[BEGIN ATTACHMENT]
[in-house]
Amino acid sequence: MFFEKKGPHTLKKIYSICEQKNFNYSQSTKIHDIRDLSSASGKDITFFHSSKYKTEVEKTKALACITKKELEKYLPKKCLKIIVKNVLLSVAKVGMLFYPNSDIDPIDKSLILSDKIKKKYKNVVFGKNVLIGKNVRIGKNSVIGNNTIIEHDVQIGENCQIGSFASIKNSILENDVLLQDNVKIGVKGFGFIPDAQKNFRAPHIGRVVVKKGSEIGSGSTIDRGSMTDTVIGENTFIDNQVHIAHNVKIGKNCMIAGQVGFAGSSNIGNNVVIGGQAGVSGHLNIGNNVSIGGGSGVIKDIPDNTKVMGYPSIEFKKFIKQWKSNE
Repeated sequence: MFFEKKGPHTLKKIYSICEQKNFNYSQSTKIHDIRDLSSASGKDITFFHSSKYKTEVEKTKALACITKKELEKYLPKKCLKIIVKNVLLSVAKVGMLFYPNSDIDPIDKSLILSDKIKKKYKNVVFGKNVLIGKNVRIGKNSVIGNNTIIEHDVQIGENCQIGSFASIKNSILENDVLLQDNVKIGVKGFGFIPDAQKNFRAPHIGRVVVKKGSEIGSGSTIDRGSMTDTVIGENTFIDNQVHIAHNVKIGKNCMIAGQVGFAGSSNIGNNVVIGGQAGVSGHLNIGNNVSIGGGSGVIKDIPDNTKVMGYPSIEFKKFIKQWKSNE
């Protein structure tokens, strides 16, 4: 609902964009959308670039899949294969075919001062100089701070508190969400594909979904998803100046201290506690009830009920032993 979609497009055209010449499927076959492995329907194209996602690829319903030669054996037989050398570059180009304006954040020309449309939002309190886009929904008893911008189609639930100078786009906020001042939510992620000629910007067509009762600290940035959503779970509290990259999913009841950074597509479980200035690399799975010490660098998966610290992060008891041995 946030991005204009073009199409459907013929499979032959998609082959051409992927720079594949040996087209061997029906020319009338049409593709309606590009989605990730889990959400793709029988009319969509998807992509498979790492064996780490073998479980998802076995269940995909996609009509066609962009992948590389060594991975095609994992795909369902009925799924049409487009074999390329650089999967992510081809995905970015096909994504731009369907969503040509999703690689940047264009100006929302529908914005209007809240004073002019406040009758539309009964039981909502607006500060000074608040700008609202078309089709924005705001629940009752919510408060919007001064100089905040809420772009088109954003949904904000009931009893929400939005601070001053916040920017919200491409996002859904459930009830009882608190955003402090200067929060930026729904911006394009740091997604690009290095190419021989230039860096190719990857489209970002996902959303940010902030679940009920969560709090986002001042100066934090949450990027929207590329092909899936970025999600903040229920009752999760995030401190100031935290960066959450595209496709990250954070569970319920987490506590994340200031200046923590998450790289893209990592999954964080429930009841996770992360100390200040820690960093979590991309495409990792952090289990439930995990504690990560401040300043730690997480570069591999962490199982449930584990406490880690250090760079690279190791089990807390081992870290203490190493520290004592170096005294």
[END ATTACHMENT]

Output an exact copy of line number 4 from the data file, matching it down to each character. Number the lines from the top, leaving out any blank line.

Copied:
């Protein structure tokens, strides 16, 4: 609902964009959308670039899949294969075919001062100089701070508190969400594909979904998803100046201290506690009830009920032993 979609497009055209010449499927076959492995329907194209996602690829319903030669054996037989050398570059180009304006954040020309449309939002309190886009929904008893911008189609639930100078786009906020001042939510992620000629910007067509009762600290940035959503779970509290990259999913009841950074597509479980200035690399799975010490660098998966610290992060008891041995 946030991005204009073009199409459907013929499979032959998609082959051409992927720079594949040996087209061997029906020319009338049409593709309606590009989605990730889990959400793709029988009319969509998807992509498979790492064996780490073998479980998802076995269940995909996609009509066609962009992948590389060594991975095609994992795909369902009925799924049409487009074999390329650089999967992510081809995905970015096909994504731009369907969503040509999703690689940047264009100006929302529908914005209007809240004073002019406040009758539309009964039981909502607006500060000074608040700008609202078309089709924005705001629940009752919510408060919007001064100089905040809420772009088109954003949904904000009931009893929400939005601070001053916040920017919200491409996002859904459930009830009882608190955003402090200067929060930026729904911006394009740091997604690009290095190419021989230039860096190719990857489209970002996902959303940010902030679940009920969560709090986002001042100066934090949450990027929207590329092909899936970025999600903040229920009752999760995030401190100031935290960066959450595209496709990250954070569970319920987490506590994340200031200046923590998450790289893209990592999954964080429930009841996770992360100390200040820690960093979590991309495409990792952090289990439930995990504690990560401040300043730690997480570069591999962490199982449930584990406490880690250090760079690279190791089990807390081992870290203490190493520290004592170096005294």